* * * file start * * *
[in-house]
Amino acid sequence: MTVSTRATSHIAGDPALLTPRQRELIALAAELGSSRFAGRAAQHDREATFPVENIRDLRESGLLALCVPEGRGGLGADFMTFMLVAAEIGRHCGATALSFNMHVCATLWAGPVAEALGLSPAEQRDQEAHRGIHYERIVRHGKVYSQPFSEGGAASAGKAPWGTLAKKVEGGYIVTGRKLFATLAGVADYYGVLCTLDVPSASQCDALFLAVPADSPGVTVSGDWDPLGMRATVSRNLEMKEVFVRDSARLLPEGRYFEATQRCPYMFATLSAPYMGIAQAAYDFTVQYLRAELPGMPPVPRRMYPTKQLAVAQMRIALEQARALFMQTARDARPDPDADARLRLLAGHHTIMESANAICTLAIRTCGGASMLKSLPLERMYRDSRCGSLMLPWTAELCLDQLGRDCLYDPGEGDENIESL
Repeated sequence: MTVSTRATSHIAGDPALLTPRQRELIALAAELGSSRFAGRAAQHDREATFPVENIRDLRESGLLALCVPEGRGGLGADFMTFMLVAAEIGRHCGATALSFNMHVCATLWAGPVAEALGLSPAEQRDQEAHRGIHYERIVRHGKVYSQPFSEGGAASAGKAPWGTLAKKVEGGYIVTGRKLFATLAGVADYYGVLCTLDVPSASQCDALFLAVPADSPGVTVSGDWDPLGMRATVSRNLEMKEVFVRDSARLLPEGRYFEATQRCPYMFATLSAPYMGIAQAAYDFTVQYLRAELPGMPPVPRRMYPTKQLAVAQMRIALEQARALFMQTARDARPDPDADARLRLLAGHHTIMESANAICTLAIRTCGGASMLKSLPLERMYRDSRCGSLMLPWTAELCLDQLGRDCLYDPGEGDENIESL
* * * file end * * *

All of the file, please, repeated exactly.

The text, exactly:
[in-house]
Amino acid sequence: MTVSTRATSHIAGDPALLTPRQRELIALAAELGSSRFAGRAAQHDREATFPVENIRDLRESGLLALCVPEGRGGLGADFMTFMLVAAEIGRHCGATALSFNMHVCATLWAGPVAEALGLSPAEQRDQEAHRGIHYERIVRHGKVYSQPFSEGGAASAGKAPWGTLAKKVEGGYIVTGRKLFATLAGVADYYGVLCTLDVPSASQCDALFLAVPADSPGVTVSGDWDPLGMRATVSRNLEMKEVFVRDSARLLPEGRYFEATQRCPYMFATLSAPYMGIAQAAYDFTVQYLRAELPGMPPVPRRMYPTKQLAVAQMRIALEQARALFMQTARDARPDPDADARLRLLAGHHTIMESANAICTLAIRTCGGASMLKSLPLERMYRDSRCGSLMLPWTAELCLDQLGRDCLYDPGEGDENIESL
Repeated sequence: MTVSTRATSHIAGDPALLTPRQRELIALAAELGSSRFAGRAAQHDREATFPVENIRDLRESGLLALCVPEGRGGLGADFMTFMLVAAEIGRHCGATALSFNMHVCATLWAGPVAEALGLSPAEQRDQEAHRGIHYERIVRHGKVYSQPFSEGGAASAGKAPWGTLAKKVEGGYIVTGRKLFATLAGVADYYGVLCTLDVPSASQCDALFLAVPADSPGVTVSGDWDPLGMRATVSRNLEMKEVFVRDSARLLPEGRYFEATQRCPYMFATLSAPYMGIAQAAYDFTVQYLRAELPGMPPVPRRMYPTKQLAVAQMRIALEQARALFMQTARDARPDPDADARLRLLAGHHTIMESANAICTLAIRTCGGASMLKSLPLERMYRDSRCGSLMLPWTAELCLDQLGRDCLYDPGEGDENIESL